The app requests the location of its users to show a safety score, calculated on the basis of safety audits. The screen interface depicts a map that can be consulted to identify secure zones; if users feel unsafe, they are directed to the nearest safe refuge (hospital, ATM, public transport, or police station).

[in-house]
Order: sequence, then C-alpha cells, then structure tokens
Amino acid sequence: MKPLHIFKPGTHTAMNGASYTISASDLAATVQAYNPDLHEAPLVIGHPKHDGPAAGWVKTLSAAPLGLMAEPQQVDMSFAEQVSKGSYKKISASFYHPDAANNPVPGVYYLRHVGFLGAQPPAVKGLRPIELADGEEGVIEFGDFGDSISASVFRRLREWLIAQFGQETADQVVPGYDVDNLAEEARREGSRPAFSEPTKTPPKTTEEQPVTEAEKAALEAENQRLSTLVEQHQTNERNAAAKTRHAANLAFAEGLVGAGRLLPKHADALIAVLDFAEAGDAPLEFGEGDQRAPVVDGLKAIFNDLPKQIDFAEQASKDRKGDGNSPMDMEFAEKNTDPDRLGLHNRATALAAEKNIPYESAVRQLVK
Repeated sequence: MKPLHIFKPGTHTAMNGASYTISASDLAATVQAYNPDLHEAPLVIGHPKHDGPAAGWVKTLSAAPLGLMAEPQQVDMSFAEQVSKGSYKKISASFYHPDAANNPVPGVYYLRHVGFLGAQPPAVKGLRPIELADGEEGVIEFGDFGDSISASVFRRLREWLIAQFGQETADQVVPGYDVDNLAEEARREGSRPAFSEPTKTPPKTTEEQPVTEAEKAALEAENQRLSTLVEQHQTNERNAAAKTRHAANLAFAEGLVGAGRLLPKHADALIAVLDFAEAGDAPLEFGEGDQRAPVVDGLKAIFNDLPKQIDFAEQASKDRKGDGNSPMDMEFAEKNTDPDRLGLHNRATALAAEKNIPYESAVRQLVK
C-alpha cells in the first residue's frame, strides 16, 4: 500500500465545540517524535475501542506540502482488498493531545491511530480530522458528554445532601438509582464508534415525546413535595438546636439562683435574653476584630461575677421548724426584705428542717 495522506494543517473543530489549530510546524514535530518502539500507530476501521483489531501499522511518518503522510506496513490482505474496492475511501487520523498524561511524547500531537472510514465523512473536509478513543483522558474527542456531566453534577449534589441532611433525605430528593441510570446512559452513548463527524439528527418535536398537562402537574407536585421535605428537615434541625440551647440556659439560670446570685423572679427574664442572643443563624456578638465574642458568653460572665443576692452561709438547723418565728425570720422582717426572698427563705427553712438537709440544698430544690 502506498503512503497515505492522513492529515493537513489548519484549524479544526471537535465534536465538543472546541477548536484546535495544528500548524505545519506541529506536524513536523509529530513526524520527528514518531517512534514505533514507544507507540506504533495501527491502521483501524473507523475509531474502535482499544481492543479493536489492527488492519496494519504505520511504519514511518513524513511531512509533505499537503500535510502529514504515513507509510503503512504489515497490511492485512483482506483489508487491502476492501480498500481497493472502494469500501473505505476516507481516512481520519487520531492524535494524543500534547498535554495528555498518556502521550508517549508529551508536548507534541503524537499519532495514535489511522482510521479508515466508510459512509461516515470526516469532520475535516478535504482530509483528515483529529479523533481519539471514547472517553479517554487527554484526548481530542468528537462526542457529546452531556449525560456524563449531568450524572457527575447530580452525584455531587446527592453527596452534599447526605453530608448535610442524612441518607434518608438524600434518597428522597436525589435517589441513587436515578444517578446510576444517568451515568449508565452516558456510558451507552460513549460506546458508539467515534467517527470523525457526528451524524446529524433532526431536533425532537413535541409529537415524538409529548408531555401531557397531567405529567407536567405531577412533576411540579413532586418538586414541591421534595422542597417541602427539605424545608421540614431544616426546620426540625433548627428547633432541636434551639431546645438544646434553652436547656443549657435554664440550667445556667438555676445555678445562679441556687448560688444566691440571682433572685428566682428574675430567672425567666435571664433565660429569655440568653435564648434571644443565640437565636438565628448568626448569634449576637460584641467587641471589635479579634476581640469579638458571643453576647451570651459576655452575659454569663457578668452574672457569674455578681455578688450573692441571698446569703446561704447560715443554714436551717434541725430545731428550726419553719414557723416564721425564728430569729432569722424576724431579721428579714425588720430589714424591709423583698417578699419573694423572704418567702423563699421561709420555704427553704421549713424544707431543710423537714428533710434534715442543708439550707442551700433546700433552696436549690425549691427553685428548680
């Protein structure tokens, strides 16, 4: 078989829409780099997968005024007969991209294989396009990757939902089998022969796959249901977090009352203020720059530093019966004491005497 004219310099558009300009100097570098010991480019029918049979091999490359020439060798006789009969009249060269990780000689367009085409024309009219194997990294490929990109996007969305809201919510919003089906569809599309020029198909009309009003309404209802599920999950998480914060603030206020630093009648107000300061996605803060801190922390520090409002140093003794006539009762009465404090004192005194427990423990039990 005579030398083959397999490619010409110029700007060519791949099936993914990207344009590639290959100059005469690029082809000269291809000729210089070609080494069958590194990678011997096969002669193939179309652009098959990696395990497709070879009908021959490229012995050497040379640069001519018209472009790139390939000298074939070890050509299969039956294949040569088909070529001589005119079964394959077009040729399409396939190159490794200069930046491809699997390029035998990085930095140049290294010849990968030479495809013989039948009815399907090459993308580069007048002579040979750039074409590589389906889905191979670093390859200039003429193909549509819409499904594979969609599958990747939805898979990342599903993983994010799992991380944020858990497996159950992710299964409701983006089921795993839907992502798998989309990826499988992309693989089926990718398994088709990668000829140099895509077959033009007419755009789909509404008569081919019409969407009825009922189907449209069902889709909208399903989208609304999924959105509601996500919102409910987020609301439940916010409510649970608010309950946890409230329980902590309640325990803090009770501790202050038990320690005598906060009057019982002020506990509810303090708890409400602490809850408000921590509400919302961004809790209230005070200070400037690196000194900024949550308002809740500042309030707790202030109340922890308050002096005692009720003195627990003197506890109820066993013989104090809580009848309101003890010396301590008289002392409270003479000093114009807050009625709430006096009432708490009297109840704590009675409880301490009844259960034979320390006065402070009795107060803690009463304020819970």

Users are requested to engage in the safety audit by rating their neighborhood on a scale of one to ten. It also invites its users to visually represent the safety of the neighborhood by choosing from a range of emoticons (frightening, uncomfortable, acceptable, comfortable), based on how it made them feel. Such a play on the affectual aspect of experiencing an urban space opens up possibilities of projecting all kinds of subjective perspectives on a neighborhood that emerge, as we shall see in the following sections, from social and political contexts. The app urges users to appraise the facilities and constraints of the environment. I had to rate my locality in terms of the following parameters: light (whether there is enough light to see around me), walk path (if there are pavements or roads with space to walk), openness (whether I can see and move in all directions), visibility (are there vendors, shops, building entrances, windows, and balconies from where I can be seen?), public transport (are metro, buses, autos, or rickshaws available nearby?), security (are any police or security guards present?), crowd density (whether the place is deserted or crowded), gender usage (what is the proportion and diversity of women and children present?), and feeling (how safe do I feel?). I could also add pictures and describe the locality. Each parameter is embedded in specific epistemological assumptions. For instance, the openness criterion is based on the assumption that narrow lanes are dangerous and that open spaces where one can freely move are ideally safer. This again hints at the notion that congested (and presumably poorer) neighborhoods are more vulnerable to incidents of assaults. When I typed the inputs for my neighborhood and gave positive feedback, I saw that the cumulative rating was around 7.0/10.4 There is a dedicated comments section, where I could see a user report that there was an incident of stalking and catcalling in the neighborhood and that no one was on the road to help. No further details are given regarding the incident. The anonymity and ambiguities of the subjective evaluations can have problematic implications, which will be discussed further.